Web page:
TUM achieves top positions https://www.tum.de/en/about-tum/news/press-releases/details/35650/ Officially known as the “Academic Ranking of World Universities”, this ranking developed by the Shanghai Jiao Tong University assesses the research performances of universities. It particularly emphasizes the value of work published in important academic publications like Nature and Science, the citation rates of academics, as well as the number of scientists and alumni who have received Nobel Prizes and Fields Medals, one of the top awards in mathematics.

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TUM in Rankings news-35650 Fri, 16 Aug 2019 11:06:57 +0200
Employees less upset at being replaced by robots than by other people https://www.tum.de/en/about-tum/news/press-releases/details/35645/ Over the coming decades, millions of jobs will be threatened by robotics and artificial intelligence. Despite intensive academic debate on these developments, there has been little study on how workers react to being replaced through technology.

To find out, business researchers at TUM and Erasmus University Rotterdam conducted 11 scenarios studies and surveys with over 2,000 persons from several countries in Europe and North America. Their findings have now been published in the renowned journal Nature Human Behaviour.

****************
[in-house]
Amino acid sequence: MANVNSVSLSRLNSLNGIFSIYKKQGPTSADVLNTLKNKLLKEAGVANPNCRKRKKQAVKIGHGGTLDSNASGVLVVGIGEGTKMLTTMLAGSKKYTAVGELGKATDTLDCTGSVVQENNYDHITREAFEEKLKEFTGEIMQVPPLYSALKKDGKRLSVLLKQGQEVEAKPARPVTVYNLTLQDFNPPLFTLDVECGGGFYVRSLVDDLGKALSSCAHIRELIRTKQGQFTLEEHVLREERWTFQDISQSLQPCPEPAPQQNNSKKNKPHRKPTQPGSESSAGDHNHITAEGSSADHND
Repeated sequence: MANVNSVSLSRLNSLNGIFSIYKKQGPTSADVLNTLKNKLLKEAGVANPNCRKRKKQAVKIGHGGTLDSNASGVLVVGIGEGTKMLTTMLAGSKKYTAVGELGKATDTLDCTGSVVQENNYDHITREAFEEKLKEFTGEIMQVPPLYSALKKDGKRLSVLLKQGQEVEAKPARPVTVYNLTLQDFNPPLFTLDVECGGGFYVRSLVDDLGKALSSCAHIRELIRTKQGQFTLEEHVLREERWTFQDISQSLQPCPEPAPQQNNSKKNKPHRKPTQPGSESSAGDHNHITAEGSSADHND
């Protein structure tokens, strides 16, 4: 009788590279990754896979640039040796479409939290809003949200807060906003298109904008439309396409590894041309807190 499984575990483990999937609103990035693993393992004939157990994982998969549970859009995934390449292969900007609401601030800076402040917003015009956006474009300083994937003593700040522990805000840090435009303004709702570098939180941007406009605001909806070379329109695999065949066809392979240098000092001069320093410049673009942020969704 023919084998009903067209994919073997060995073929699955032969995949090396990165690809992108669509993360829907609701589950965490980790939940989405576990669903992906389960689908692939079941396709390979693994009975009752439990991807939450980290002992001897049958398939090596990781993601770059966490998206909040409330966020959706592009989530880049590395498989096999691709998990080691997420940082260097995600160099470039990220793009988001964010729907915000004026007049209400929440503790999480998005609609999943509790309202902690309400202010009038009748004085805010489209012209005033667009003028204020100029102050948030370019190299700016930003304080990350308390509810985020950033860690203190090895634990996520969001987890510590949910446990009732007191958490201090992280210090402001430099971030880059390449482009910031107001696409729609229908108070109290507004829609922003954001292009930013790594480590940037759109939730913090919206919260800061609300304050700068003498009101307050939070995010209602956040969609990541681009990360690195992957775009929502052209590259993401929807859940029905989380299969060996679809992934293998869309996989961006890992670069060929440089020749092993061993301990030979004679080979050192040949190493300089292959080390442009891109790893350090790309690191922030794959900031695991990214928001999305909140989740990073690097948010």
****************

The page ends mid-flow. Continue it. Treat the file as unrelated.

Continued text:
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Research news klaus.becker@tum.de news-35645 Fri, 09 Aug 2019 11:00:00 +0200
Direct toxic action of beta-amyloid identified https://www.tum.de/en/about-tum/news/press-releases/details/35644/ The brains of Alzheimer's patients who have already developed clinical symptoms contain large clumps of the protein beta-amyloid, known as plaques. Many therapeutic approaches focus on removing plaques, but such attempts have met with only limited success to date.

“It’s crucial that we detect and treat the disease much earlier. We therefore focused on hyperactive neurons, which occur at a very early stage – long before patients develop memory loss,” explains Professor Arthur Konnerth, Hertie Senior Professor of Neuroscience at the TUM. As a consequence of hyperactivation, connected neurons in the circuits constantly receive false signals, leading to impairments in signal processing.

Together with his doctoral student Benedikt Zott and the entire research team, Konnerth succeeded in identifying the cause and trigger of this early disturbance in the brain. The discovery may open the way to new therapeutic approaches. The study appeared in the journal Science.

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Research news vera.siegler@tum.de news-35643 Fri, 09 Aug 2019 09:55:00 +0200